During much of our late-2015 Mexico City trip I was eating tacos and street food, but we also had some really excellent sit-down restaurant meals. The ones that stand out most are:
We knew from the beginning we’d have to come here for an extended small-bites tasting menu.
Looking at my phone, I apparently emailed myself some notes later that evening when back in our B&B because I couldn’t stop thinking about the meal (what a dork), so I’ll just copy them in here:
- “tortillas!!– creamy corn center– skins on either side– very soft”
- “Great ‘new and old mole’ dish– a fresh 1-day mole and an aged 786-day. Fresh was more acidic, tart, distinct spices, chocolate. Old was more mellow, umami, less acidic, a bit oxidized, smoky.”
- “v. good taco w/ 7 kinds of mostly wild mushrooms (rain mushroom taco) that were just being found at this point in the season– some morel-like smoky/meaty”
- “Baby corn smoked w/ corn husks in a gourd, w/ a savory, earthy sauce– a chile mayonnaise made with coffee and ground red ants”
- “chicken w/ crispy skin and interesting beans– good w/ tortillas”
- “escamoles (ant larva) in a pea pod– a bit eggy, rich, nice acid balance, mellow”
- “great dessert mix– amazing spiral churro, crispy outside, thin, cinnamon. choc/corn drink was OK. Tamarind ice cream (tart not too sweet!) w/ cilantro cream? Anyway, excellent”
- “such a good evening. Not too fancy or stuffy-feeling, just a refined / interesting take on various aspects of Mexican cuisine and ingredients.”
This was A+ seafood, in a bustling, social, cheerful dining room where there were many large groups, with people showing up to join friends at dinner mid-way through a meal and ordering rounds of small and large plates.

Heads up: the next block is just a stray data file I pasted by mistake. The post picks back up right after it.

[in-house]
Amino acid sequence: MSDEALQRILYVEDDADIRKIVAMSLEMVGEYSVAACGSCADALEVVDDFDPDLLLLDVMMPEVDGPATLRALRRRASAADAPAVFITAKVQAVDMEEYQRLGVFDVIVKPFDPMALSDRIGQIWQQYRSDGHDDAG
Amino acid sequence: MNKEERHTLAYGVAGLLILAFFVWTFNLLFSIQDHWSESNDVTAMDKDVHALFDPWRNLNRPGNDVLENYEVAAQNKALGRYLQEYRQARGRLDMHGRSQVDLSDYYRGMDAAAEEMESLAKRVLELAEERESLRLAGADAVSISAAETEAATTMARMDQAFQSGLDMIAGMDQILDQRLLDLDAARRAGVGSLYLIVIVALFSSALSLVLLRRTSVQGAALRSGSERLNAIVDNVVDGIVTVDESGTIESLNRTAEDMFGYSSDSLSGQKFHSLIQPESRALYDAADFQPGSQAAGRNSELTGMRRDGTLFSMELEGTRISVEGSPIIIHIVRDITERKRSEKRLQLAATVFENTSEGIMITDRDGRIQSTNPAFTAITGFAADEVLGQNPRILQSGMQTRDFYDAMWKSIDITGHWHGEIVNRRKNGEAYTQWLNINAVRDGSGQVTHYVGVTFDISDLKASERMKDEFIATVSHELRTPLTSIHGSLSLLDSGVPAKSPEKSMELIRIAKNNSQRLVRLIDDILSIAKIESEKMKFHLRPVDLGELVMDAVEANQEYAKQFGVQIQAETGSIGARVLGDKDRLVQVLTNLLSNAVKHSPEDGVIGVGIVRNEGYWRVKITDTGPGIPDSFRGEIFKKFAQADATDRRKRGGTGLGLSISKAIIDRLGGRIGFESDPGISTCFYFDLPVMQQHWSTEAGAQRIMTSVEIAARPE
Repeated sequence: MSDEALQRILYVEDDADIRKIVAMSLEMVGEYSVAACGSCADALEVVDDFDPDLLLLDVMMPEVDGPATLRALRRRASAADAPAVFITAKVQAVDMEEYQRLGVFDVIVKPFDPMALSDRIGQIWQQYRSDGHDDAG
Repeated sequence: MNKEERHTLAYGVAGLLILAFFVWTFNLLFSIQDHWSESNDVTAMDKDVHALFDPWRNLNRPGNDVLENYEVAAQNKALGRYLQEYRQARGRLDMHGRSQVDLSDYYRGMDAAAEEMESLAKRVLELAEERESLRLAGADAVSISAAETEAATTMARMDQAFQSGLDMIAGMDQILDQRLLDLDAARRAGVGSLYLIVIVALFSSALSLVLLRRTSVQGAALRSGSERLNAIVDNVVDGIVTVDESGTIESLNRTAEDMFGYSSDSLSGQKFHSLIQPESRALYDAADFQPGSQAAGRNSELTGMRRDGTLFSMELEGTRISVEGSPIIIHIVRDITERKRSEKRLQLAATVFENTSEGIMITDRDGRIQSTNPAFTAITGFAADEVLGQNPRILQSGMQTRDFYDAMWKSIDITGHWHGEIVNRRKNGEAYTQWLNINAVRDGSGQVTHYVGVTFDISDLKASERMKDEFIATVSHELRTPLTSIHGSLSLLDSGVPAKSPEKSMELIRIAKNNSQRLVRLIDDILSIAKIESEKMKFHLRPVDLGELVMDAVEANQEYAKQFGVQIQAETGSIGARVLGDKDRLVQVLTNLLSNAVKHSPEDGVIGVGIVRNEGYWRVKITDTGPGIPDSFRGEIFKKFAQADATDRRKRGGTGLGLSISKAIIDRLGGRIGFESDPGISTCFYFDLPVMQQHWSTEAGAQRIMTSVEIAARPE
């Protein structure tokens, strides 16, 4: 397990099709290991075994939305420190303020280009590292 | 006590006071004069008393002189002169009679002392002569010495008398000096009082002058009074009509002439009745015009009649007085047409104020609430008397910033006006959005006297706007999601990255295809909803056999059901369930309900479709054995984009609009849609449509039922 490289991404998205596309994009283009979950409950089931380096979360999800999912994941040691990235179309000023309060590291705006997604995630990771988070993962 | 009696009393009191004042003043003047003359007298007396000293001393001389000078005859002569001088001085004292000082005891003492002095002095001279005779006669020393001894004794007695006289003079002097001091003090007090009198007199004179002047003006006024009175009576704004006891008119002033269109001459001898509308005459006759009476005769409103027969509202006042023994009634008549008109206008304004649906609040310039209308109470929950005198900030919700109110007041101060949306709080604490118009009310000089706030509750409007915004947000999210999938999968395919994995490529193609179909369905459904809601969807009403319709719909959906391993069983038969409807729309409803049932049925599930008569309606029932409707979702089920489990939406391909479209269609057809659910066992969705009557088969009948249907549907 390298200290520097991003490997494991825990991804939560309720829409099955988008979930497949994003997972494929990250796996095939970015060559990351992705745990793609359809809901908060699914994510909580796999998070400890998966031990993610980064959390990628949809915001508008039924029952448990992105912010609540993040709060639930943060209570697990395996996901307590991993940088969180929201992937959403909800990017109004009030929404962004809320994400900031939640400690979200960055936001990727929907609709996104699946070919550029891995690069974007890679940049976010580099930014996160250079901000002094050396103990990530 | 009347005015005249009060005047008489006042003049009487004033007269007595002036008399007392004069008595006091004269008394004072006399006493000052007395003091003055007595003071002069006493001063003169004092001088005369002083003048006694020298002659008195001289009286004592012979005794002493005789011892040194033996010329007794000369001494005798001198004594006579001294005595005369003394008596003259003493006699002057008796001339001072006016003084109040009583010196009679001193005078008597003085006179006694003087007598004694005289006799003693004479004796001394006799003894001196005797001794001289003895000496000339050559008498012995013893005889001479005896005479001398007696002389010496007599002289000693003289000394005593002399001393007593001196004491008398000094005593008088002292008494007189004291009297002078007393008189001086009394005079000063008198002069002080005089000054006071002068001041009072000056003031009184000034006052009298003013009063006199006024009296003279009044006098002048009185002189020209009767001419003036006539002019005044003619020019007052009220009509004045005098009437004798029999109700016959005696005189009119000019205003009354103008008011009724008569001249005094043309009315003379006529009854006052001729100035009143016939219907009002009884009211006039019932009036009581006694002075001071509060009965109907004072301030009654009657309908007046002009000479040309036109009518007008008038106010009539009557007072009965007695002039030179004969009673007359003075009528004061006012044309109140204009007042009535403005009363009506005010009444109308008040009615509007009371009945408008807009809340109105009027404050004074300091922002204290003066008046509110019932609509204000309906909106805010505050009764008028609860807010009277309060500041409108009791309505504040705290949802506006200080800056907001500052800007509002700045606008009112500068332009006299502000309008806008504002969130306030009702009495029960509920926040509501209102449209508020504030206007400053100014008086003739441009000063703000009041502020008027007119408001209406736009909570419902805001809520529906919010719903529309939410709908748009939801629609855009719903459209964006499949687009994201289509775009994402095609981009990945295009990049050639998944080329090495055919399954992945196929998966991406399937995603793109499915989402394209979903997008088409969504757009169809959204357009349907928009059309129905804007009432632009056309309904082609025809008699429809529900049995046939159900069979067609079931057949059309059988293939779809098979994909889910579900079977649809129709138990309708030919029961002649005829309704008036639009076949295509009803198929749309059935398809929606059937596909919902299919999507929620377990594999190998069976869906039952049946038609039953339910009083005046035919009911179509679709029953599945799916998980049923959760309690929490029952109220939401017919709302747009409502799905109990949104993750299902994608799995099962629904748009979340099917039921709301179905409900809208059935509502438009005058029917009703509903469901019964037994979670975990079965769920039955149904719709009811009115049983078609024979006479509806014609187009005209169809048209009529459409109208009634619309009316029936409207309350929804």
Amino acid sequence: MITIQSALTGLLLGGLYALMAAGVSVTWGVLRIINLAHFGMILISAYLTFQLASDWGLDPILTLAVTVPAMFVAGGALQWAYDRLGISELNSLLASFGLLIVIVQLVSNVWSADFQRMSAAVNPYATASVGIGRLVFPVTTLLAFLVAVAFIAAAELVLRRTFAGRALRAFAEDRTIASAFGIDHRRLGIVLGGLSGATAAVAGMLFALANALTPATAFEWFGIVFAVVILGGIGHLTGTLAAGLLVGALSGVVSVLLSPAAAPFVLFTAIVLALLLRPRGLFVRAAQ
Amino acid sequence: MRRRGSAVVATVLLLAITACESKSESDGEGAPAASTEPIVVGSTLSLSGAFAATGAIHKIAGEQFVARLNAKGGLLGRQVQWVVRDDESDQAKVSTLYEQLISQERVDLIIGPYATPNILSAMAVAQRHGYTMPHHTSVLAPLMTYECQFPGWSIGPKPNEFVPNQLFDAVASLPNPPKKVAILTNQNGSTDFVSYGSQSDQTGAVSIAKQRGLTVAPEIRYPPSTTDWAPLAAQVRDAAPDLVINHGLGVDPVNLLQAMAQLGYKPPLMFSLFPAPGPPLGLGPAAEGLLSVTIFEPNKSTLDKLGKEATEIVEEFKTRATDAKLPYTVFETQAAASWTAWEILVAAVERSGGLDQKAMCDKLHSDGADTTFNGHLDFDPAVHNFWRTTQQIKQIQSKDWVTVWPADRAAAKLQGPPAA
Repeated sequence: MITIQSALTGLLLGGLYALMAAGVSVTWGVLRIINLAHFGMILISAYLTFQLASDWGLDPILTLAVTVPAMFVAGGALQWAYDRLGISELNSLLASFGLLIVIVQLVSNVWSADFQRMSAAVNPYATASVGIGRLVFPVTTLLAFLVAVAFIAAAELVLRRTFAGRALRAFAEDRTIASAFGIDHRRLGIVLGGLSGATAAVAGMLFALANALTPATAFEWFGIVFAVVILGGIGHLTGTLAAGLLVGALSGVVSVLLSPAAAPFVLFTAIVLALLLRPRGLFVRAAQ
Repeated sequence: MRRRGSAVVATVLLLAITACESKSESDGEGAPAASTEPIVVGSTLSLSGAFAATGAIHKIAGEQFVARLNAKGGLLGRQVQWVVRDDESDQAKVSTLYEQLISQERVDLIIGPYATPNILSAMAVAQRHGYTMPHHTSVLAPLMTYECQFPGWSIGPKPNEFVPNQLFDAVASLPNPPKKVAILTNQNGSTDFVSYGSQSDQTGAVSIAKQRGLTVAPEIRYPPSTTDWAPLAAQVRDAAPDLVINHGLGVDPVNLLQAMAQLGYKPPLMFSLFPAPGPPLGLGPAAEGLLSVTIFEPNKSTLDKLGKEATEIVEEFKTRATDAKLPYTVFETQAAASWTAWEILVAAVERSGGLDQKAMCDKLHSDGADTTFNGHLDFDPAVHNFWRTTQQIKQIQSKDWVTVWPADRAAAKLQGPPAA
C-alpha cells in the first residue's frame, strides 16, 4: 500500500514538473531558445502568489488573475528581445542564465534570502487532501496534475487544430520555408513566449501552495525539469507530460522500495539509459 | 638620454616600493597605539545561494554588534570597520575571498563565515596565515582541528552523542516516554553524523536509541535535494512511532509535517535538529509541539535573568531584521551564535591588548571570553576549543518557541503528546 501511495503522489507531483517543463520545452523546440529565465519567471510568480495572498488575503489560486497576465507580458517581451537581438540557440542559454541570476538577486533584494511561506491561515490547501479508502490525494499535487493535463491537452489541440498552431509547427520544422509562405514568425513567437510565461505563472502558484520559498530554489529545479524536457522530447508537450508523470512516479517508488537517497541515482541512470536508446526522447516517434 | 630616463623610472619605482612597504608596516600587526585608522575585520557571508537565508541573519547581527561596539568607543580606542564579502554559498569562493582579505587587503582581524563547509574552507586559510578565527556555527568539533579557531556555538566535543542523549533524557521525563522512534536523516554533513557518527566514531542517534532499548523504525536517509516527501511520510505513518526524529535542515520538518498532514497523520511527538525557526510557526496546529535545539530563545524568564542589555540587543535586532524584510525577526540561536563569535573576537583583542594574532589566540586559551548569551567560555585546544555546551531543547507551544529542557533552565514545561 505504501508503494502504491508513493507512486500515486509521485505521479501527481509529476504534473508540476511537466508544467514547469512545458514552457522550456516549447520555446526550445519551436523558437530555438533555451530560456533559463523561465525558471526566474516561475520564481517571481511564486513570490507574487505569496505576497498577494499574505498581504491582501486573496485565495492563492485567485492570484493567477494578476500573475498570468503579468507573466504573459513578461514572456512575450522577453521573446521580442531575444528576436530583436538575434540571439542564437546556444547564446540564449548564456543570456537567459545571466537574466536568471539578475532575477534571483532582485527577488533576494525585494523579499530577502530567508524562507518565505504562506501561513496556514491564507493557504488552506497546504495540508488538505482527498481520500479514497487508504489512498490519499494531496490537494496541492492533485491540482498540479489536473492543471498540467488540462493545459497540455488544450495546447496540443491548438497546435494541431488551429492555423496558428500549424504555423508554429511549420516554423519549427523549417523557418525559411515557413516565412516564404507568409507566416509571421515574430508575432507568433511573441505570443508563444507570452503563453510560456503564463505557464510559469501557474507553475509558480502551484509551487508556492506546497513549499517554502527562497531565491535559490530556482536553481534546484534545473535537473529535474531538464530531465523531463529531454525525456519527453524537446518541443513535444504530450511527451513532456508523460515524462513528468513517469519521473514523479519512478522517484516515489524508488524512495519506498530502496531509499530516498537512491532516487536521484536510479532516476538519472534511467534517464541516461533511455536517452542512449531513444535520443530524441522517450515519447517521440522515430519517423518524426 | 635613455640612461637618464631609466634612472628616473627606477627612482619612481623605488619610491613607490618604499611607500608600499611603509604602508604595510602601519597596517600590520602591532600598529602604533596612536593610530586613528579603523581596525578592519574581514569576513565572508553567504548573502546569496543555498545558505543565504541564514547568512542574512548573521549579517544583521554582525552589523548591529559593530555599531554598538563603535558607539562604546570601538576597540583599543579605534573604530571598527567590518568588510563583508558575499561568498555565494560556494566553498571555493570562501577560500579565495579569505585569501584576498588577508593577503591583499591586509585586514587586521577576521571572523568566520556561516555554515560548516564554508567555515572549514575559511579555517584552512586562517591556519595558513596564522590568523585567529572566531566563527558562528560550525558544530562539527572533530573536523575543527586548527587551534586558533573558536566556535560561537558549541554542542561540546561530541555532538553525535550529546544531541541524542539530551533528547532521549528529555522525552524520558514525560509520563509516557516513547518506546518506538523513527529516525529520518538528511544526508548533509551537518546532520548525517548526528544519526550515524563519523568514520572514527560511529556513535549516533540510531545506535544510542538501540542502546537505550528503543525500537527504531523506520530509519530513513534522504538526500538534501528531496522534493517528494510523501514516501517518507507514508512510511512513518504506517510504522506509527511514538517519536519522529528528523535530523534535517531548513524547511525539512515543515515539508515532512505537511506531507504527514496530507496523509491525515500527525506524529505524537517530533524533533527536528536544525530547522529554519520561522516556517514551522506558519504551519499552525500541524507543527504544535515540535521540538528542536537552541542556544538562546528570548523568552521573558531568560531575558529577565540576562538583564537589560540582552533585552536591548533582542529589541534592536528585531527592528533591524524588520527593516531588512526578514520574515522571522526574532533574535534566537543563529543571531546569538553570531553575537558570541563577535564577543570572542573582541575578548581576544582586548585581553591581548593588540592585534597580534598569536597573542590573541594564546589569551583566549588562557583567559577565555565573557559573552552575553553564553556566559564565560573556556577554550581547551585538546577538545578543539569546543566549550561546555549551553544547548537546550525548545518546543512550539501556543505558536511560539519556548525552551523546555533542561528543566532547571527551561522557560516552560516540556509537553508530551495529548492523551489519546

The highlight was a whole red snapper ‘Contramar style’– grilled and split open, half covered with an amazing parsley butter, and half with a red sauce I don’t remember the details of. Accompanied with tortillas, picked onions and peppers, escabeche, and a great jalapeno sauce.
The ceviche was also excellent.
This was about twice as much food as we could eat– we should have invited our other two friends who were in town. But getting the snapper with parsley butter was definitely worth it.
Ojo de Agua was a great low-key pit stop when feeling dehydrated, overheated, or tired from walking the city– there are several locations around the city including on a little park in Hipodromo and they serve revitalizing agua frescas including an amazing coconut milk (they also sell coconut water, but the coconut milk was especially creamy, rich, and rehydrating) and some decent breakfast chilaquiles with avocado.
Just nearby, the cafe Maque served a great breakfast– I loved the chilaquiles divorcados (half and half green chile verde and red salsas — probably my favorite of the trip) and the fresh biscuit with cheese and honey.
I had a great crispy, tender lamb and a hibiscus-mezcal sorbet at Merotoro.
Finally, at El Cardenal we had a good poblano mole chicken breast (though next time I visit I want to explore mole more broadly– a friend recommended Fonda Mi Lupita for mole and I never made it there). El Cardenal was especially notable for excellent tortillas (perhaps freshly-nixtamalized corn?)